Sometime later: Ah, the movie is boring. Use this code to get the color index (some colors are repeated)

Sub ShowColorIndex()
    On Error Resume Next
    Workbooks.Add
    Do While ActiveCell.Row < 57
        With ActiveCell
            .Interior.ColorIndex = .Row
            .Offset(, 1) = .Row
            .Offset(1).Select
        End With
    Loop
    Cells(1, 1).Select
End Sub

Night!

Update: I did some further experimenting...

My color "suggestions" are as follows,

Teal (Color Index 14) for Workbooks that don't get printed, the "red" lines show up rather well depending on your cell color.

In the case your Borders are normally "black", Dark Blue (Color Index 11) for Workbooks that do get printed (very close to black depending on the ink used, whether you use black/white or color), Dark Teal isn't too bad either, (Color Index 49)  
Posted by andrewe at 21:16

January 19, 2006

More fun with Autoshapes

Here are some more things to do with Autoshapes.

The code used is designed to use with a group of selected shapes. You can select more than one shape by keeping the Ctrl key pushed or using Select Objects from the Drawing Toolbar to drag around them.

Center Align Shapes
You can do this manually by using Align Center and Align Middle from Align or Distribute on the Draw Menu (also to be found on the Drawing toolbar). But I found this way to be a little more convenient.

Note the selected shapes will become transparent. This is so they are all visible when centered and not hidden behind each other. (Optionally you can add an extra shape behind so gridlines etc cannot be seen in the background)

Let's say we have a circle, a square and some lines...



Sub CentralAlignment()
    On Error Resume Next
    Dim cObject As Object
    With Selection.ShapeRange
        .Align msoAlignCenters, False
        .Align msoAlignMiddles, False
        .Fill.Visible = msoFalse
    .Group.Select
    End With
    ' This part adds a shape at the back. Remove if not required.
    '************************************************************
    Set cObject = Selection
    ActiveSheet.Shapes.AddShape(msoShapeRectangle, cObject.Left, cObject.Top, _
                cObject.Width, cObject.Height).Select
    Selection.ShapeRange.Line.Visible = msoFalse
    Selection.ShapeRange.ZOrder msoSendToBack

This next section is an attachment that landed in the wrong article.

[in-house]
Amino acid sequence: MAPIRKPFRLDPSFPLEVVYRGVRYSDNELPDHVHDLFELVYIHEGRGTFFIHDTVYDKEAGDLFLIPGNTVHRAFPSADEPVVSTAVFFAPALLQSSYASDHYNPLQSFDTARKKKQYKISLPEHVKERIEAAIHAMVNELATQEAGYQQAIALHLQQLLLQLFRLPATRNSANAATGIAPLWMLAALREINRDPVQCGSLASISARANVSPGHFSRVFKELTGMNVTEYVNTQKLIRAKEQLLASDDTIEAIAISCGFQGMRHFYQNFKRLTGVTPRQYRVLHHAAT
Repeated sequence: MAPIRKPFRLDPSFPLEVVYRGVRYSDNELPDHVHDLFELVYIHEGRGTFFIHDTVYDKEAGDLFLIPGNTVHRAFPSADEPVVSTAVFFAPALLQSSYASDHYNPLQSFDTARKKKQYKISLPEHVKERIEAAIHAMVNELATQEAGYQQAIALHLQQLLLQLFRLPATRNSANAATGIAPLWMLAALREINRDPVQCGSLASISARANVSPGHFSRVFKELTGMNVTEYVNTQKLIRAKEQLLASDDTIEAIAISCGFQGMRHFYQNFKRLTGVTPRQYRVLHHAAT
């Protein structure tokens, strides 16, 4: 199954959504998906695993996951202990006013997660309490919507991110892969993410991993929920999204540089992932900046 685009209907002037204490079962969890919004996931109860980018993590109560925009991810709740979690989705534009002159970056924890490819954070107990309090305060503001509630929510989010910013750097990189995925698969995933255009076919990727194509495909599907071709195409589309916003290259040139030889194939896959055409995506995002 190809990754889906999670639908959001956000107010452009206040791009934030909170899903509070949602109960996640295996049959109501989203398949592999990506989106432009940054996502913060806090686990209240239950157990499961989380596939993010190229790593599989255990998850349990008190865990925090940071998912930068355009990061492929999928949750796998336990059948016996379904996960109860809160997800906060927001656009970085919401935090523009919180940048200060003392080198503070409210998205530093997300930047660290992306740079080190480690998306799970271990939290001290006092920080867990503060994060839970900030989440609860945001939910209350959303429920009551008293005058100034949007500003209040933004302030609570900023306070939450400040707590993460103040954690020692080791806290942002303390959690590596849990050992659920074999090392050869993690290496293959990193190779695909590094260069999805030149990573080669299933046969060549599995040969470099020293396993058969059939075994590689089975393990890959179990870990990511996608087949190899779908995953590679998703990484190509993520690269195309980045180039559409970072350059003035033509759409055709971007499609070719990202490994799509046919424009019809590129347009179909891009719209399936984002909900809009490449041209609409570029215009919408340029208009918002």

ActiveSheet.Shapes.Range(Array(cObject.Name, Selection.Name)).Select
    '************************************************************
End Sub

The shapes themselves,


With a background.


Once aligned you can change formatting or group as you like.

Concentric Shapes
This should be used with a selection of shapes that are the same size and type. As the outer shapes get progressively larger, make sure there is enough room on the spreadsheet. Move the shapes away from the sides if necessary.

Here's a group of circles...



Sub ConcentricShapes()
    On Error Resume Next
    Dim cObject As Object, i As Long
    For Each cObject In Selection
        With cObject
            .Width = Selection(1).Width + (Selection(1).Width * 0.2 * i) ' adjust 0.2 for spacing
            .Height = Selection(1).Height + (Selection(1).Height * 0.2 * i) ' adjust 0.2 for spacing
            .Left = Selection(1).Left + (Selection(1).Width / 2) - (cObject.Width / 2)
            .Top = Selection(1).Top + (Selection(1).Height / 2) - (cObject.Height / 2)
        End With
        i = i + 1
    Next
    For i = Selection.Count To 1 Step -1
        Selection(i).ShapeRange.ZOrder msoBringToFront
    Next
    Selection.ShapeRange.Group.Select
End Sub

Here's how they turn out.



You are getting sleepy...



Who said squares have to be square...?



Oh, Behave!



Have fun ;-)  
Posted by andrewe at 21:26

January 15, 2006

Shaken, Not Stirred

Psst, ever want to send a secret message? Here's a half fun - half serious way to do it.

Here's a pic of my Encoder - Decoder. Don't worry, it doesn't self-destruct :-)



Note there are two modes - you use the Encoder - Decoder by itself, or write to and from cells by selecting "Use Cells". Just keep in mind never to encode or decode a message more than once or it will become gibberish.

The algorithm to encode and decode is quite straightforward, it uses a set of very simple techniques that combined make the code just a little harder to decipher.

I've also included a few options to remove some obvious giveaways, plus a Copy button to insert text into the clipboard and Paste button to insert text into selected cells. Double click the picture of "James" to escape quickly ;-)

Download it here.  
Posted by andrewe at 20:40

January 09, 2006

Day and Date Calculator

Here's something I was playing with over the break. (Thanks to my trusty tester Remco :-))

Day and Date Calculator
You can subtract dates. (The difference between the 2 dates is shown under the "Years, Month, Day" and "Weeks, Day" labels which adjust automatically. Note: The Upper Date must be higher than the Lower Date)



Or calculate dates. (Enter either positive or negative numbers in the textboxes where applicable. The "Calculated Date" label also updates automatically)



Pre-1900 Dates
Notice the lower date from the first image that is shown is Year 100. Dates from Year 100 January 1 until Year 9999 November 30 can be used for both Subtract Dates and Calculate Dates.

Here's a link to download from.  
Posted by andrewe at 17:55